Why some countries are concerned over Chinese investment
Was it China-phobia that recently forced Britain and Australia to postpone or cancel Chinese investment in their sensitive sectors? The two countries seem to be genuinely concerned about national security issues linked to these investments while China dismisses their fears as unfounded and absurd.
In its two opinion pieces published on August 11 and 18, Xinhua, the Chinese government’s official press agency, accused Great Britain and Australia of China-phobia and warned both the countries that their China-phobia could damage cooperation with Beijing.
Though China-phobia or Sino-phobia has long been surfaced in some circles, this is probably the first time a key Chinese news agency has publicly mentioned it.
This came following the United Kingdom’s postponement of a $23.5 billion nuclear power station project at Hinkley Point, to which China General Nuclear Power(CGN) is supposed to finance a third, and Australia’s rejection of the sale of Ausgrid, its largest electricity network, to Chinese state-owned State Grid Corp and Hong Kong-based Cheung Kong Infrastructure.
Judging by Xinhua’s reaction, from Beijing’s viewpoint, China-phobia exists in Great Britain and Australia. The questions are whether such an anti-China sentiment really exists in these two countries, and if any, why it comes about.
China’s actions and intentions
Xinhua’s first piece opened with a remark that “given China’s dramatic development, huge population and unique culture, it is understandable for some countries to have concerns over China’s role and impact on the world.”
However, its writer warned “such concerns, if brewed in fear and bias, could transform into a toxic mind-set of China-phobia and blockade win-win cooperation.”
The concerns “brewed in fear and bias” that the writer commented on and consequently denounced as “ridiculous”, “absurd and almost comical” are Great Britain and Australia’s “national security” concerns over Chinese investment in their critical infrastructures.
The second piece regarded Great Britain’s “national security” concerns over China’s investment into the Hinkley Point plant as “groundless” and “unnecessary” and argued that “London’s misgivings over Chinese involvement in its key infrastructure is yet another stroke of China-phobia.”
These comments raise a number of points that are noteworthy. One of these is the view that “China’s dramatic development, huge population and unique culture” are a source of concern for countries, e.g. Australia and the United Kingdom. In fact, this seems just the opposite.
China’s drastic rise has benefited not only its population but also many other countries. Its economic dynamism has brought significant profits to regional countries, such as Southeast Asian countries and Australia. China has now become their biggest trading partner and one of their top investors.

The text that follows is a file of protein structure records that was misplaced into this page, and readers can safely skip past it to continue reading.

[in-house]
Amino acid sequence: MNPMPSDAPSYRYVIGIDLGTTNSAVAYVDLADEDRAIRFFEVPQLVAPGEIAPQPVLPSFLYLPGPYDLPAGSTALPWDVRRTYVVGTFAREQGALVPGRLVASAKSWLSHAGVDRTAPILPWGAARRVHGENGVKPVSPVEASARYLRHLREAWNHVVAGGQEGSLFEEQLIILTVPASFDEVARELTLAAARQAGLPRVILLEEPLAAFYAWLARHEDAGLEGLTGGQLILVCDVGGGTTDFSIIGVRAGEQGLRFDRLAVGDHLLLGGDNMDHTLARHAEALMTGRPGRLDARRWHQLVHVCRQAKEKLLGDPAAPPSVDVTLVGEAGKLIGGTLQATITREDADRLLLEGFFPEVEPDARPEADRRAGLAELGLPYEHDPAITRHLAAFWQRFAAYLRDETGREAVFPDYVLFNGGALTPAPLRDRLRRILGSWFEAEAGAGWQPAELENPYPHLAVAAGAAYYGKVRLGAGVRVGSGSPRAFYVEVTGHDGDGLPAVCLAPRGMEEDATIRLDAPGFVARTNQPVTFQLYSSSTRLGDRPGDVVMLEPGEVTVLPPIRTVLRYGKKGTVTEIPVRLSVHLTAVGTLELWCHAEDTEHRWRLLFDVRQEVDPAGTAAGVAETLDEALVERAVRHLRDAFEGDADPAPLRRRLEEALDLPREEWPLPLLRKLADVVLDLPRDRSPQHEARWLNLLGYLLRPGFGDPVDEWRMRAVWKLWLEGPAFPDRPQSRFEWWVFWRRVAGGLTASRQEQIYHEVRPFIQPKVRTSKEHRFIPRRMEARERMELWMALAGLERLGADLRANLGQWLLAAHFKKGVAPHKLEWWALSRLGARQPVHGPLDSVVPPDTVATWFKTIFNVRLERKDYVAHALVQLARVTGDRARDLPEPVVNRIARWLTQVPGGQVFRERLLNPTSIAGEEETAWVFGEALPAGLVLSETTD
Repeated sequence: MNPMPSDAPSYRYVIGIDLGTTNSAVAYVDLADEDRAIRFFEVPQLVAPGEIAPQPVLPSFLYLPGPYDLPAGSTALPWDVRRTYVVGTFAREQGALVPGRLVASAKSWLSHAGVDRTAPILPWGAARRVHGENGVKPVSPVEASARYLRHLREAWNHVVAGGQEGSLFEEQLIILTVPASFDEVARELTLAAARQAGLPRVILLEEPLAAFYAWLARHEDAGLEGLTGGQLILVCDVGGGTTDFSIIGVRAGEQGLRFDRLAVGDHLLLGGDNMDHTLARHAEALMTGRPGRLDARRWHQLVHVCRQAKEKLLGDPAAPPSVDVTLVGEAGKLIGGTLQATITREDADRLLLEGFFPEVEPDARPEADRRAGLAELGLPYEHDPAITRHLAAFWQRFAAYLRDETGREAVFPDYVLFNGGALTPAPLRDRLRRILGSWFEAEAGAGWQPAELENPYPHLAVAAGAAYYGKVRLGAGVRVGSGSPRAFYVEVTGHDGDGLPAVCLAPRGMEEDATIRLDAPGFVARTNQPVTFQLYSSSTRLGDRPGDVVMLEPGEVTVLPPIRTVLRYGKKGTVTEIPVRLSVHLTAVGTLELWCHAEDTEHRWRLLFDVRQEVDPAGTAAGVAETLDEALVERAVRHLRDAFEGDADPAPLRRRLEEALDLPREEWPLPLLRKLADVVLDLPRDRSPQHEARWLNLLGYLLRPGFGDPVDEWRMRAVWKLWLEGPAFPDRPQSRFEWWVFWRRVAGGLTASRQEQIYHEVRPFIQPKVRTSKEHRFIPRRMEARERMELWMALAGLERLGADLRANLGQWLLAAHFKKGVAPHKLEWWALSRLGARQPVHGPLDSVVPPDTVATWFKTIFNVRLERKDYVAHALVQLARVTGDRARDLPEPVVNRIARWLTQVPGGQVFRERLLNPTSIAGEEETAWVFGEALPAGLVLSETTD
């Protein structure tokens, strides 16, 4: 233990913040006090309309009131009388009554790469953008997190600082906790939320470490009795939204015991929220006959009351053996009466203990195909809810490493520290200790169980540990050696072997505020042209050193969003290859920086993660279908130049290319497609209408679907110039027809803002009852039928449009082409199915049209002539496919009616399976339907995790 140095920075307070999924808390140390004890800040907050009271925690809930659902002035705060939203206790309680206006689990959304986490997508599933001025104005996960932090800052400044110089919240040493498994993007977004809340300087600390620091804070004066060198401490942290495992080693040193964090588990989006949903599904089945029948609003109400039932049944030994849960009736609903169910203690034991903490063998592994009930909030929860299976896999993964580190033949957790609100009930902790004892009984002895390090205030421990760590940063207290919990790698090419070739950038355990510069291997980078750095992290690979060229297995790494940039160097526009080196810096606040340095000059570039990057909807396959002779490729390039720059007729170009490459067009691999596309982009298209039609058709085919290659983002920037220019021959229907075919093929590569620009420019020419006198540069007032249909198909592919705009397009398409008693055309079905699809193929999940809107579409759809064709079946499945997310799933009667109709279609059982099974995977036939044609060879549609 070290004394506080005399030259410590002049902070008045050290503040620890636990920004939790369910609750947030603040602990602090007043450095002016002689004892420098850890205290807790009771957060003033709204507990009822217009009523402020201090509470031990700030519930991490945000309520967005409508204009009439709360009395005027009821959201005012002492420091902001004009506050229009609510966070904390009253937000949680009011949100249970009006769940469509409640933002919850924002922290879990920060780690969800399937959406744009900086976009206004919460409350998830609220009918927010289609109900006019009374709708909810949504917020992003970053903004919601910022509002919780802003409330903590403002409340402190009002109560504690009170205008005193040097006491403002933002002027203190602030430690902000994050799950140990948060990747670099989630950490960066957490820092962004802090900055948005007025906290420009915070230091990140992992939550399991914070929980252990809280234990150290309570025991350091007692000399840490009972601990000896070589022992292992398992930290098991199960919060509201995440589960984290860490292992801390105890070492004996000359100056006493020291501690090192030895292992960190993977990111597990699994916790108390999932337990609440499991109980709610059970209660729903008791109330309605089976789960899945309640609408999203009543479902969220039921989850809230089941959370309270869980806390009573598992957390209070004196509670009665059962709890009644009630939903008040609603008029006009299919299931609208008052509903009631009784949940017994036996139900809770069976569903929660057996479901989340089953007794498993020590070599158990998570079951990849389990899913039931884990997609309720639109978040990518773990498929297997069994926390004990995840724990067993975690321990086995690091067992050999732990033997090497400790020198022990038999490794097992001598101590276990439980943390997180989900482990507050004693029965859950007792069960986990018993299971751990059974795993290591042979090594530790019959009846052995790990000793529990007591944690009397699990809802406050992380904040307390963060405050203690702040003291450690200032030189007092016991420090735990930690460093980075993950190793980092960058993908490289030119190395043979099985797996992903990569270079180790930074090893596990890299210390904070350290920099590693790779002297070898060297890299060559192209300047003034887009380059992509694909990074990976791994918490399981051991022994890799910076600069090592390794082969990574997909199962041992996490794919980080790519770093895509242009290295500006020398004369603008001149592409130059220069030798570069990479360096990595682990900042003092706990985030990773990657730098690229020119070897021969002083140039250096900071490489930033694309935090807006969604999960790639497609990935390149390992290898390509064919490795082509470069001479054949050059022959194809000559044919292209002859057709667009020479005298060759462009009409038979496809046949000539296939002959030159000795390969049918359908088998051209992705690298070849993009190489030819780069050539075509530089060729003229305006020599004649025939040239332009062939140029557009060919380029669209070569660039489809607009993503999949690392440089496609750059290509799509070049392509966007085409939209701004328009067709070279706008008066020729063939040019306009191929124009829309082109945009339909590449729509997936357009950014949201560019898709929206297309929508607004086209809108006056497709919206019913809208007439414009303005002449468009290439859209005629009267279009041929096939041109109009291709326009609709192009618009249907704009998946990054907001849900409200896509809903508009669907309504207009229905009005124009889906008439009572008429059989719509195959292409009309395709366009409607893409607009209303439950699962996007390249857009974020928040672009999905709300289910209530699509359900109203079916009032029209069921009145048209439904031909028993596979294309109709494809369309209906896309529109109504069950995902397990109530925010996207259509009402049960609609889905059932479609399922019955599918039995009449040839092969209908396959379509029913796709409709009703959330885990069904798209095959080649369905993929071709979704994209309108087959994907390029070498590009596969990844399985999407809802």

Australia, Great Britain and other countries around the world have sought to establish and enhance their economic and commercial cooperation with Beijing because the nearly 1.4-billion-people country is the world’s largest market.
Yet, while regarding their ties with China as important and even essential, some nations may have some reservations and concerns over Chinese investment. This is partly due to China’s economic and political system and the intentions and behaviors of both the Chinese government and Chinese companies in international affairs.
China’s threat has been long and widely discussed. Such a perception or apprehension has come about not only because of China’s meteoric rise but rather because of concerns over the way Beijing has used or will use its new-found power. Its behaviors, especially in recent years, have apparently compounded this anxiety.
From China’s standpoint, the UK and Australia’s “‘national security’ concerns over its investments into their key infrastructure are “ridiculous”, “absurd”, “groundless” or “unnecessary”. However, for these countries, such cautions or concerns are neither “ridiculous” nor “groundless” or “unnecessary”.
In explaining why his government decided to block the $7.7 billion sale of Ausgrid to the two Chinese companies on national security grounds, Australian Prime Minister Malcolm Turnbull said he “can’t disclose the advice given to us by the national security agencies for obvious reasons.”
But Turnbull was quoted by Australian media as saying that what he could assure “is the advice we received was absolutely unequivocal. This was not a political decision.”
With regard to the reluctance of Great Britain’s newly elected Prime Minister Theresa May to approve the Hinkley Point project, concern over Chinese involvement in one of its key infrastructures is a factor behind her hesitation.
By and large, the UK’s media and public have so far supported her decision to postpone – and even to cancel – the project.
For instance, in its editorial on August 11, the Guardian gave a number of reasons to explain why hesitation over the Hinkley Point project is related to wider questions about Beijing’s intentions and actions. One of these is China’s industrial espionage. It pointed out that CGN and it engineer, Allen Ho, were charged by the US government over nuclear espionage.